Zelda Harris
Five on the 100 aliyah from UK list!

When memory sparks a daily occurence

Can I speak with the manageress?The voice on the phone was tense.

“That’s me, how can I help you?”

I knew at once that this would not be an easy conversation.A road accident prevention organisation does not have answers at the ready.

“My daughter has been killed in a road accident in Netanya.her boy friend was driving…he is OK”

“I will try to help you but we have to meet. Can you come to my office?”.

He put down the phone.

A few days later my husband and I ordered a taxi from our local cab company. While we were travelling the cab driver a handsome man around 40 looked in his mirror and said “I know your voice,you are the lady from Metuna,I called your office,it was you wasn’t it”?

My english accent must have been the give away.I knew at once whom he was.

Shortly afterwards,I went to visit the family.It was after the 7 days of mourning but before the date for the setting of the tombstone.

I sat down on the comfortable cream coloured couch in the salon and leaned back on the colourful cushions, to try to conjur what I was about to hear.

The mother  was completely emotionally wrecked. She offered me some tea and we then we sat together looking at the album of family pictures, in which her beautiful daughter featured prominently.

She was sixteen years of age, their firstborn child  followed by two brothers. Her mother told me that she had gone on a date with her boyfriend son of a prominent businessman, in his brand new Mazda.

It  was reported that he had been speeding along the sea road and had swerved into the curb of a lay by.

As we spoke I noticed a young man who was seemingly not one of  her sons, pacing up and down in the hallway.He seemed distressed.

I asked quietly who he was. To my surprise she answered”He is the boy”

I took a deep breath.”Why is he here?” “Because he loved her and she loved him and that’s all I have left.”

That was the first time in all my years of experience in this field that I had encountered such a situation.Yet I could understand it because I had lost a son and always found  consolation in being with his friends,after he died.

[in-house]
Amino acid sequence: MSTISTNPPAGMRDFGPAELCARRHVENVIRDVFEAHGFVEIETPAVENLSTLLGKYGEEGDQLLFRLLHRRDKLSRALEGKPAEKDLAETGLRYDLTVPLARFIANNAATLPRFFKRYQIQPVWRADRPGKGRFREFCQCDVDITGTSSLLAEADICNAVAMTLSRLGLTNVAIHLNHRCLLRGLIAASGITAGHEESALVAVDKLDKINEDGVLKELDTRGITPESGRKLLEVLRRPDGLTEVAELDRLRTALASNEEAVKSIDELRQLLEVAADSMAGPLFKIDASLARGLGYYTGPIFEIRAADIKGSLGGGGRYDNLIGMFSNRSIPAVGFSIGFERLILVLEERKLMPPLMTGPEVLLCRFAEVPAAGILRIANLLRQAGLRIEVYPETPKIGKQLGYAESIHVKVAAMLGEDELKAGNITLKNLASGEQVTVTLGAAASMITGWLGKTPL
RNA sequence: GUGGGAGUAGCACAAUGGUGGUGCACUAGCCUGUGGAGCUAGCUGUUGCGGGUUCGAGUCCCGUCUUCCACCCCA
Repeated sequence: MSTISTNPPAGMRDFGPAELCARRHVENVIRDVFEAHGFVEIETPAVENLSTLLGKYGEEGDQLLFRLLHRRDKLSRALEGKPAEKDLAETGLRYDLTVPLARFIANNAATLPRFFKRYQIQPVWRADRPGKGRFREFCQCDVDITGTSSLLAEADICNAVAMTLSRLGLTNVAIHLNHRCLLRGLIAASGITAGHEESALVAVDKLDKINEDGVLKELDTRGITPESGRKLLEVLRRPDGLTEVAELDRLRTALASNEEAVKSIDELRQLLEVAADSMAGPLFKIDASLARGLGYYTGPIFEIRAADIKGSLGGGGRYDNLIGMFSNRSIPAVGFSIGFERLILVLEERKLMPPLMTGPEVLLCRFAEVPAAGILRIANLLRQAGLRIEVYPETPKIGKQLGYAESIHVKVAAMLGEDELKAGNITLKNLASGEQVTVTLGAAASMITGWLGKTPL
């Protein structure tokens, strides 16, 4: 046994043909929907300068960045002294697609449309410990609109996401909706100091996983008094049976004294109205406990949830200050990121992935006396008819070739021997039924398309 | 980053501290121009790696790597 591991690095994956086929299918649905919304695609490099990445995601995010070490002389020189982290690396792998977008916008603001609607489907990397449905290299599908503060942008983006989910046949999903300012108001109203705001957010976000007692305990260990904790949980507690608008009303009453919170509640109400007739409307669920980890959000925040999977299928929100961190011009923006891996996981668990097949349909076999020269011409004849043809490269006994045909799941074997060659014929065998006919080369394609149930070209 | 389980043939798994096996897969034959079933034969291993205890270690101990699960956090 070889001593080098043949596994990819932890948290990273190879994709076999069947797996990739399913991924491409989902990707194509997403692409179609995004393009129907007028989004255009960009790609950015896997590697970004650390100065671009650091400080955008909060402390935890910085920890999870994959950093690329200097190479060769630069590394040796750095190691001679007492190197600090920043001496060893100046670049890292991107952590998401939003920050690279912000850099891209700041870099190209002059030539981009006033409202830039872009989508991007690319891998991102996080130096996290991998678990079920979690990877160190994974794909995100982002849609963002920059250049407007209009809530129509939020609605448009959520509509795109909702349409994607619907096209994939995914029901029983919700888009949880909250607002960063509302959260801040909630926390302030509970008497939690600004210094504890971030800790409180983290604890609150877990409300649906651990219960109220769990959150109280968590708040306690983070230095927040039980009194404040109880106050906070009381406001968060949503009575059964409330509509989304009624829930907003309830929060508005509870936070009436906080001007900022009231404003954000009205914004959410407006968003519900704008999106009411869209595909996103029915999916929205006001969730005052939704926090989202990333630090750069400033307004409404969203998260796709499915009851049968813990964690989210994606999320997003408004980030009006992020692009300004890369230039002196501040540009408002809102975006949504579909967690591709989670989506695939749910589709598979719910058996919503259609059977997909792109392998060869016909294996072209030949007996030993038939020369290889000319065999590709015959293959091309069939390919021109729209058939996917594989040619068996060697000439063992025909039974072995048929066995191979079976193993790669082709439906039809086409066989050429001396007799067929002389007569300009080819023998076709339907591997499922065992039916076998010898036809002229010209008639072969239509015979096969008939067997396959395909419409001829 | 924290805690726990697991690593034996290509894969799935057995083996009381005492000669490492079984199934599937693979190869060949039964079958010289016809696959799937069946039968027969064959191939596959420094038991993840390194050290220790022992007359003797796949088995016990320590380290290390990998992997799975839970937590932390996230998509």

The trial proceedings had not yet started but the family had legal representation, so there was not much I could do.The young man received a relatively light sentence and the parents suspected that there had been some influence on the outcome. Their feelings for the young man changed but even so, they had no strength to demand compensation from the family.

Sometime later they asked the Municipality if they could erect an environmental statue at the place where their daughter had been killed. They refused but after a fight in which I was involved,  a statue was erected in a children’s play ground near to where the family lived.

It is an angel sitting under a tree.

A year after her death our organisation invited the family to be guests of honour at a fund raising concert in Netanya Cultural Centre.  One of her brothers told her story and then a neighbour who was a religious man, said a few words:

“She would knock on my door when she needed some help with her homework or  to borrow something for her mother. I will never forget her  for when she walked through the door I would smell the fragrance of  shampoo on her newly washed hair.” .

These days when road deaths are on the rise one questions the efforts and enormous investment made by “Or Yarok” the dominant organisation which has replaced all others. One questions too the government policy on this issue which daily affects our lives and is responsible for more unnecesary deaths than terrorism or wars.

Minister Bennett brushed aside the fear  currently permeating our society, that death  can come at any time from terrorism.  He inferred that more die on the roads. How trite. Loss of Israeli citizens’ lives, has never been a priority.  Loss of one child to a family,is the world.

Founder with other wonderful dedicated people of Metuna-the organisation for road death and injury prevention.Recipient of the Knesset Prize for Quality of life.






About the Author
Zelda Harris first came to Israel 1949, aged 18. After living through the hardships of the nascent state, she returned to England in 1966. She was a founding member of the Women's Campaign for Soviet Jewry. In 1978, she returned with her family to Israel and has been active in various spheres of Israeli Society since. Together with the late Chaim Herzog, she founded CCC for Electoral Reform, was the Director of BIPAC in Israel, and a co-founder of Metuna, the Organisation for Road Safety, which received the Speaker of Knesset Quality of Life Award for saving lives on the roads and prevention of serious injury. She is now a peace activist, blogger for Times of Israel and is writing her life story.